New Jersey index advisory firm MSR Indices views equity hedge funds as not only securing alpha for their investors these days, but that when they do so it is not by intuitive stock picks or insider tips but by intertemporal risk parity (otherwise known as target volatility).
Risk parity is a concept that has received a lot of attention for institutional investors in recent years, but the MSR methodology offers a new way for investors interested in liquid access to complex investment strategies as an alternative to investing directly with CTAs, hedge funds and long-only managers.
The founders’ research indicates that equity hedge funds outperform dollar- weighted indexes by the same amount that target volatility indexes outweigh those dollar-weighted indexes. This means that equity hedge funds and target volatility indexes have virtually identical performance as one another when fees are held equal.
But, having made that discovery, MSR’s founders observed that targeted volatility indexes are transparent and easily implemented, so no one would try to charge “1-and-20” for the index. The conclusion naturally suggested itself that targeted volatility strategies are a promising replacement for equity hedge fund strategies.
In September 2019, the company created the MSR Platform, an institutional investment platform designed to offer investors access to the returns of MSR Investable Indexes through vetted third-party asset managers. MSR is in the liquidity business, and through this platform in particular it provides a liquid alternative, by virtue of the use of futures, to direct investment with a CTA, a hedge fund, or a traditional long-only asset manager. Milliman, the global risk manager, provides centralized portfolio management.
Risk parity and targeting
Explaining MSR’s approach in broad terms, Michael Rulle, founder and CEO of MSR, said in a recent interview with Alternatives Watch, “We think in terms of risk parity and risk targeting, and of three basic trading styles.” The styles he has in mind are: reversal (which he defines further as “short-term counter-trend investing”); trend following, and long-only investing.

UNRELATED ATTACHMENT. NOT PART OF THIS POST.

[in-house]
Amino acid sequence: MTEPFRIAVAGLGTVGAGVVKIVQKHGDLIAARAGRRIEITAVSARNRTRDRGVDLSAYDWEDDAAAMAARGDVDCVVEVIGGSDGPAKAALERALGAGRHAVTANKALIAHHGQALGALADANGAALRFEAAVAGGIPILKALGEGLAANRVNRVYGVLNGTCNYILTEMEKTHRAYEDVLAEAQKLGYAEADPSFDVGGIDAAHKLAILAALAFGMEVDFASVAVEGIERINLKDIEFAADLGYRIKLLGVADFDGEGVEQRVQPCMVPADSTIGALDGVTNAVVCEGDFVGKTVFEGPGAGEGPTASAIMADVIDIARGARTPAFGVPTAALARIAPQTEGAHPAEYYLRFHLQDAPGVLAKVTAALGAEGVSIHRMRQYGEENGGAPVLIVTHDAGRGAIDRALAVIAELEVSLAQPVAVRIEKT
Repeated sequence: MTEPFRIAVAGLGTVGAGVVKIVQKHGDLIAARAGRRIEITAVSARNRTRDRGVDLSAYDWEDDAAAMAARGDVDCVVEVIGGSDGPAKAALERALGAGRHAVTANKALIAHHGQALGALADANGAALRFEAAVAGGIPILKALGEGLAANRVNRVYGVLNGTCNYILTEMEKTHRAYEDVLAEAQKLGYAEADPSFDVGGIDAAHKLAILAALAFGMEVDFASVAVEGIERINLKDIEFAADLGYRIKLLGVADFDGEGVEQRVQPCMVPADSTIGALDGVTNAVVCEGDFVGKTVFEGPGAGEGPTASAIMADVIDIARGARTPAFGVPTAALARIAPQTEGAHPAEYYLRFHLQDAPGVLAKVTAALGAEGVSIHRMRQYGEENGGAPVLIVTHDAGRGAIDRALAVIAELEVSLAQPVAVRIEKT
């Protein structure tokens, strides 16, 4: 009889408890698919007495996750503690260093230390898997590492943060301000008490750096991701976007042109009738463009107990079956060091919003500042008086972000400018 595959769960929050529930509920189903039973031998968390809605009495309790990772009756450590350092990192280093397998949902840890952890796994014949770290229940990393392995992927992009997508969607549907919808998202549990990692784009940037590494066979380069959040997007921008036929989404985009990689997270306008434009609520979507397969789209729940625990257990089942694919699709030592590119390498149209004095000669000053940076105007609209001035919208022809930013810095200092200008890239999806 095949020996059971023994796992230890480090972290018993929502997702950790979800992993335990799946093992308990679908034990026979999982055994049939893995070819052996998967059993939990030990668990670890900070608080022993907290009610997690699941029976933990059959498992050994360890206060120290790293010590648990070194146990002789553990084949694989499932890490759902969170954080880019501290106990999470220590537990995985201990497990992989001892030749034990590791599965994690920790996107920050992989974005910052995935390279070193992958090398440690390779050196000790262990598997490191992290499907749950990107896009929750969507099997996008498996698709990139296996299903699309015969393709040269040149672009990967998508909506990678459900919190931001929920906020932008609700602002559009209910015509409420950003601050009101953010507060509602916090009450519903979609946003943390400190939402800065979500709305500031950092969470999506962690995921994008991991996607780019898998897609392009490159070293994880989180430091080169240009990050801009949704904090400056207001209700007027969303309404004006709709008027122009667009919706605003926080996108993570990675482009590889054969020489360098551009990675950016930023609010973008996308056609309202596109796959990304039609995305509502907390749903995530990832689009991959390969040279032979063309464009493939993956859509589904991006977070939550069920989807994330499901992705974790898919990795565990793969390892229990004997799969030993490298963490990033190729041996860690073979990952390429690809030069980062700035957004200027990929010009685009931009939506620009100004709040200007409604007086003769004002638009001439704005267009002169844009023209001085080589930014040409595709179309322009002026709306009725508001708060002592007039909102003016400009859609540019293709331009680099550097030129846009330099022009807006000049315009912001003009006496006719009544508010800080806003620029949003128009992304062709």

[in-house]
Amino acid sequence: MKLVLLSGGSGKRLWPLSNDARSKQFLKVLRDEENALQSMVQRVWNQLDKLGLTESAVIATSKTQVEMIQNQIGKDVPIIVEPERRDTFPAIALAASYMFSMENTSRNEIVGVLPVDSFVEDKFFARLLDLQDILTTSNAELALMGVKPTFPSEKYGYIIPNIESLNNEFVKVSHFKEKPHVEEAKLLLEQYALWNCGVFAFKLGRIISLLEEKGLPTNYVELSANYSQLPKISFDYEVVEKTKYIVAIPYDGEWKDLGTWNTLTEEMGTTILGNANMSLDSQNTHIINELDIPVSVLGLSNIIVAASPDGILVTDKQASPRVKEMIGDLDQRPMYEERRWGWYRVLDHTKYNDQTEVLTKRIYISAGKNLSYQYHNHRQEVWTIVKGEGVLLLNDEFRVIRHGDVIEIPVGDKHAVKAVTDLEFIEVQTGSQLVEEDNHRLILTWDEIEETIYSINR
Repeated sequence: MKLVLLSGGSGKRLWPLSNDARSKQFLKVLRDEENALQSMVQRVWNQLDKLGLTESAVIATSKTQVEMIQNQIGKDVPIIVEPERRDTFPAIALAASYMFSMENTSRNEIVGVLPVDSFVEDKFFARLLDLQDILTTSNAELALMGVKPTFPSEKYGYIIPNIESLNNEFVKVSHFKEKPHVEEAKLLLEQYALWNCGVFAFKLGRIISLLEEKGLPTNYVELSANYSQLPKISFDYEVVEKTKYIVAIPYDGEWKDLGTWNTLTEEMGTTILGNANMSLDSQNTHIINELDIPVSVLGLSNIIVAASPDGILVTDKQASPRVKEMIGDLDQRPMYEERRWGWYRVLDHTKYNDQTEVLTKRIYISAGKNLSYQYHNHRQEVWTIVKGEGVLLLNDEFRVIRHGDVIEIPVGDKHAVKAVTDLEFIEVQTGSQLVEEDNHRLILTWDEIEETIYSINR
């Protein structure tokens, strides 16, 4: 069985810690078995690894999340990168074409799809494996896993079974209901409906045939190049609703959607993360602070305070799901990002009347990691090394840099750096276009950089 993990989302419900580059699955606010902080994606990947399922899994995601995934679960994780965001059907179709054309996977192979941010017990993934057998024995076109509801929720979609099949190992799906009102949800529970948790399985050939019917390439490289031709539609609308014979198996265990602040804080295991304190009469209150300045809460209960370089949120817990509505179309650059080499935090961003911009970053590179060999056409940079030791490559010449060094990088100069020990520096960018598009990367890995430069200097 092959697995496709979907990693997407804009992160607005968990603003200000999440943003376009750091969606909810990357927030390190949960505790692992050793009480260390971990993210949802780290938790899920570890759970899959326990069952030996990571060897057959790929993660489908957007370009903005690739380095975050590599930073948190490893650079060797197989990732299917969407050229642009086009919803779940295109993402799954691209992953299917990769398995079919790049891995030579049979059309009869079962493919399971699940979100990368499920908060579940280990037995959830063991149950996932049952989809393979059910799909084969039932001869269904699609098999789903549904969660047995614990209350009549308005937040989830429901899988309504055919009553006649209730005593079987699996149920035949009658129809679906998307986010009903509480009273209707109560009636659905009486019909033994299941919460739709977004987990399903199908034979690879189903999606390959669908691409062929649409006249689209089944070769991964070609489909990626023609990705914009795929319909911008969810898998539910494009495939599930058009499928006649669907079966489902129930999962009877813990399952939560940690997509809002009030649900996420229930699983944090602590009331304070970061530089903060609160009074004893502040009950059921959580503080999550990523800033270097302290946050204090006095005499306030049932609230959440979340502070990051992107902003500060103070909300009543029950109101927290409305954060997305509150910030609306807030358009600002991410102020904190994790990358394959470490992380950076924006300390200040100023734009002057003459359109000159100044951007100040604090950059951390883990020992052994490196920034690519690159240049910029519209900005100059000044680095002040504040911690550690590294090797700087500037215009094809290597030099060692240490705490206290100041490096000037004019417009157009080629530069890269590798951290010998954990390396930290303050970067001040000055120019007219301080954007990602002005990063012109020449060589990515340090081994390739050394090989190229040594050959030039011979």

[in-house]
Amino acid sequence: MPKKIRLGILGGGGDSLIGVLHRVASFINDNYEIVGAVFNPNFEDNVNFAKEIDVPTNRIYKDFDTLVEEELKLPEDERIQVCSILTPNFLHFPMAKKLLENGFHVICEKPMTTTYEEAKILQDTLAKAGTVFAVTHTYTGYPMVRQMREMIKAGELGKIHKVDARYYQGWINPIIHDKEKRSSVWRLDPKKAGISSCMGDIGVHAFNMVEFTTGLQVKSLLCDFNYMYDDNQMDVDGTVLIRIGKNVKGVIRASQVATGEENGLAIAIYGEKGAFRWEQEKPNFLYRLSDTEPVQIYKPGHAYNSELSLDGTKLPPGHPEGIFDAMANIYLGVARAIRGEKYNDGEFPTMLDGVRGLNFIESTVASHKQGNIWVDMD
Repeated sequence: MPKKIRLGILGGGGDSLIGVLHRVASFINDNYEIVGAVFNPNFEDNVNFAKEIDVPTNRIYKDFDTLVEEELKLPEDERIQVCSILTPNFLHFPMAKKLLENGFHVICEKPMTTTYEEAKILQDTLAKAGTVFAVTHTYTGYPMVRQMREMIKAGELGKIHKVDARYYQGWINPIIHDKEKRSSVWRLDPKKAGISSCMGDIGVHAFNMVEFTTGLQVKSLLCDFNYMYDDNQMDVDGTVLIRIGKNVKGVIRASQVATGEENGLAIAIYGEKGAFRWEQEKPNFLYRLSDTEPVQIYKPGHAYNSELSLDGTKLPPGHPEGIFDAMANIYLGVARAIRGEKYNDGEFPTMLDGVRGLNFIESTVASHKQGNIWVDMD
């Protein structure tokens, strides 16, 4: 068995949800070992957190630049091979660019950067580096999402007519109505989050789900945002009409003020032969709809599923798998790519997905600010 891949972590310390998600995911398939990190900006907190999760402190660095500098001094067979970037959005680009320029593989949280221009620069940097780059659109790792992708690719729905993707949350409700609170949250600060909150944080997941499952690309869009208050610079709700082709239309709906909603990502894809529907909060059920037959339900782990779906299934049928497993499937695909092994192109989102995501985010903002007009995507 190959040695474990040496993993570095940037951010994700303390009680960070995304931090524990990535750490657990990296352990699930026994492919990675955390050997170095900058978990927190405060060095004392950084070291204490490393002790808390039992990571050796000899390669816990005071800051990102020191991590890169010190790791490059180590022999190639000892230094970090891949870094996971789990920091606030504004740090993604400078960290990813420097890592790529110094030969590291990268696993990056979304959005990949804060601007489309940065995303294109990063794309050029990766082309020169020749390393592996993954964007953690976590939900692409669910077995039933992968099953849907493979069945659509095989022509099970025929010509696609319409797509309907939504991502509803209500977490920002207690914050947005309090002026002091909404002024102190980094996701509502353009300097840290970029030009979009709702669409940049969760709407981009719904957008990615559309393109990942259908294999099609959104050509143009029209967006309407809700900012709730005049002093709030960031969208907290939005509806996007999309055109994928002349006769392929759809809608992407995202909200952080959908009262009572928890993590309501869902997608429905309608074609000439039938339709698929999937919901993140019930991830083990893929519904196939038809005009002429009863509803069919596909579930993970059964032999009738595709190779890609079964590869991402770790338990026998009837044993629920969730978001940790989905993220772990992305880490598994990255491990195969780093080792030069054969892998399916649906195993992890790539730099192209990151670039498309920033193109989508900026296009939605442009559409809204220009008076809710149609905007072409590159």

Both MSR’s risk parity and trend-following indexes have had positive gains in early 2020. Over the last decade, both indexes have had annualized gains as well with over 5% annualized returns for risk parity and 2% for trend-following. But the tide may be turning in momentum investors’ favor.
MSR clients include other Index providers like S&P that it has partnered with, pension funds, CTAs and hedge funds looking to create a strategy or add to their strategies.
For pension funds the product is a fit for those seeking low cost liquid alt exposure. They have also seen interest from family offices looking to run their own strategies and ETF shops and mutual funds looking to white label their own index/strategy.
Rulle also discussed his high regard for momentum positions, that is, trend following, in a podcast last July, when he said that this strategy “trends to do well when equities do very poorly.” As a consequence, “it kicks in when you really want it to kick in.”
Trend-following involves looking for corrections in the price action of a security, buying a security that has been the objective of an impulsive bearish move or selling one where the impulsive move has been bullish.
Before founding MSR, Rulle was president and CIO of both Graham Capital Management and Hamilton Partners, two multi-strategy alternative investment firms.
“No matter what you do, you’re likely incorporating one of those three styles,” he said. Furthermore, whatever strategy you want to follow, the MSR indices can help you follow it.
MSR has indices for global fixed income, global equity, the S&P 500 futures, global 60/40, risk parity trend following, long-only trend, global macro and an optimal portfolio index. The last of those is a proprietary blend of MSR’s own exposures, which includes market reversal models for global equity, global fixed income, global currency, and various commodity markets.
Of options, tails and cryptos
MSR uses futures to offer access and liquidity. Asked whether in the medium distance MSR might want to include options in the mix, Rulle replied, “We do not use options, but we replicate options.”
He added that he could “see real options going in there, but I don’t like fat left tails.” Options will only be added to the system if that can be done without adopting the picking-up-nickels-in-front-of-a-steamroller style. It’s all fun and games until a steamroller hits. Indeed, Long-Term Capital Management and many of the most spectacular blow-ups since then have arisen because even smart people (even Nobel Prize winners) can learn to ignore the fatness of fat left tails, the possibility of exposure to huge losses in the event of a sudden shift in the value of an underlying. Further, historically options have played a role in the learned ignorance of such smart people.
Asked about the cryptocurrencies, Rulle said that he wouldn’t rule out an eventual indexing of that asset class. He added, “I’m not sure I understand it, but I think it’s trying to replace money. I don’t know what the equilibrium value is going to become because it is still difficult to define its future utility.”